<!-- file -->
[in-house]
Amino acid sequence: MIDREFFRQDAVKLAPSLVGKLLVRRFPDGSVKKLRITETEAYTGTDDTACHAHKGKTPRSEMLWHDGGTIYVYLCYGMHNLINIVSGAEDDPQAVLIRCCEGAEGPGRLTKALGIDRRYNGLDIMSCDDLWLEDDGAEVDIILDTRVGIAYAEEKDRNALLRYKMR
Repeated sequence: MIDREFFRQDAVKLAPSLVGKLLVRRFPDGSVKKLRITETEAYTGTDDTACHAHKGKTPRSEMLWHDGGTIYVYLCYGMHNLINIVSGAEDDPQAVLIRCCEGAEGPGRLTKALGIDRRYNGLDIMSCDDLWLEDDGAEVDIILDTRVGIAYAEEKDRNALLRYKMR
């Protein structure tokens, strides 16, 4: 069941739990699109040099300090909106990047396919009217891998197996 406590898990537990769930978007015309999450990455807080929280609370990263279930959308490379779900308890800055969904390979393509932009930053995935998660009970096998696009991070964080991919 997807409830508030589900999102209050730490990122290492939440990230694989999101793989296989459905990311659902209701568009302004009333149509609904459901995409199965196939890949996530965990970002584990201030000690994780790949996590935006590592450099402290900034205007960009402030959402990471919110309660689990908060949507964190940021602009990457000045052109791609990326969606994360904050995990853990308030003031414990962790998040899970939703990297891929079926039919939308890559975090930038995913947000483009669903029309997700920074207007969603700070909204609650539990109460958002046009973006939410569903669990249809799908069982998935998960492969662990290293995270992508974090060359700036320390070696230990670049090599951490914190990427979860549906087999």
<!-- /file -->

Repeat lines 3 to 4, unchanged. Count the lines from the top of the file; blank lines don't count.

Repeated sequence: MIDREFFRQDAVKLAPSLVGKLLVRRFPDGSVKKLRITETEAYTGTDDTACHAHKGKTPRSEMLWHDGGTIYVYLCYGMHNLINIVSGAEDDPQAVLIRCCEGAEGPGRLTKALGIDRRYNGLDIMSCDDLWLEDDGAEVDIILDTRVGIAYAEEKDRNALLRYKMR
């Protein structure tokens, strides 16, 4: 069941739990699109040099300090909106990047396919009217891998197996 406590898990537990769930978007015309999450990455807080929280609370990263279930959308490379779900308890800055969904390979393509932009930053995935998660009970096998696009991070964080991919 997807409830508030589900999102209050730490990122290492939440990230694989999101793989296989459905990311659902209701568009302004009333149509609904459901995409199965196939890949996530965990970002584990201030000690994780790949996590935006590592450099402290900034205007960009402030959402990471919110309660689990908060949507964190940021602009990457000045052109791609990326969606994360904050995990853990308030003031414990962790998040899970939703990297891929079926039919939308890559975090930038995913947000483009669903029309997700920074207007969603700070909204609650539990109460958002046009973006939410569903669990249809799908069982998935998960492969662990290293995270992508974090060359700036320390070696230990670049090599951490914190990427979860549906087999």